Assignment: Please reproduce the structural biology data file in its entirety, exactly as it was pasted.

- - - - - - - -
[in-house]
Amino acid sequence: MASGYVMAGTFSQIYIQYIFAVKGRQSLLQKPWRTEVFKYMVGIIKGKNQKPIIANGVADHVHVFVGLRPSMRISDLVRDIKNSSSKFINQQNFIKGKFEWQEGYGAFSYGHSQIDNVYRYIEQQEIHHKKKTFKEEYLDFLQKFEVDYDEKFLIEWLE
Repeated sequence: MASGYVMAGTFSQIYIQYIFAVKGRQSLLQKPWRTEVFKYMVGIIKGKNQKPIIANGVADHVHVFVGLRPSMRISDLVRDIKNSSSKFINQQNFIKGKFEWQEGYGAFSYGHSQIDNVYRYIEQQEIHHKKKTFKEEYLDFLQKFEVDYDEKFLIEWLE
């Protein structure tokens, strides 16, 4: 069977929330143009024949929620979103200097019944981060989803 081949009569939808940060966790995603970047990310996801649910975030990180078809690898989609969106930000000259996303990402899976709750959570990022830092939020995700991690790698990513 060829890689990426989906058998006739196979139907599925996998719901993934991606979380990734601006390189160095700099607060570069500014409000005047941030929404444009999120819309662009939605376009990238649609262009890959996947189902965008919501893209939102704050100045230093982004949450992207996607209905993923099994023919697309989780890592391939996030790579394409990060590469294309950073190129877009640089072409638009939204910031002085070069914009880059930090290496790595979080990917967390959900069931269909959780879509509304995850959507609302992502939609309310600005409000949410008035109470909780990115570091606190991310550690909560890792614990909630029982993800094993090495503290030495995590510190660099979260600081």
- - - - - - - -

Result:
[in-house]
Amino acid sequence: MASGYVMAGTFSQIYIQYIFAVKGRQSLLQKPWRTEVFKYMVGIIKGKNQKPIIANGVADHVHVFVGLRPSMRISDLVRDIKNSSSKFINQQNFIKGKFEWQEGYGAFSYGHSQIDNVYRYIEQQEIHHKKKTFKEEYLDFLQKFEVDYDEKFLIEWLE
Repeated sequence: MASGYVMAGTFSQIYIQYIFAVKGRQSLLQKPWRTEVFKYMVGIIKGKNQKPIIANGVADHVHVFVGLRPSMRISDLVRDIKNSSSKFINQQNFIKGKFEWQEGYGAFSYGHSQIDNVYRYIEQQEIHHKKKTFKEEYLDFLQKFEVDYDEKFLIEWLE
């Protein structure tokens, strides 16, 4: 069977929330143009024949929620979103200097019944981060989803 081949009569939808940060966790995603970047990310996801649910975030990180078809690898989609969106930000000259996303990402899976709750959570990022830092939020995700991690790698990513 060829890689990426989906058998006739196979139907599925996998719901993934991606979380990734601006390189160095700099607060570069500014409000005047941030929404444009999120819309662009939605376009990238649609262009890959996947189902965008919501893209939102704050100045230093982004949450992207996607209905993923099994023919697309989780890592391939996030790579394409990060590469294309950073190129877009640089072409638009939204910031002085070069914009880059930090290496790595979080990917967390959900069931269909959780879509509304995850959507609302992502939609309310600005409000949410008035109470909780990115570091606190991310550690909560890792614990909630029982993800094993090495503290030495995590510190660099979260600081």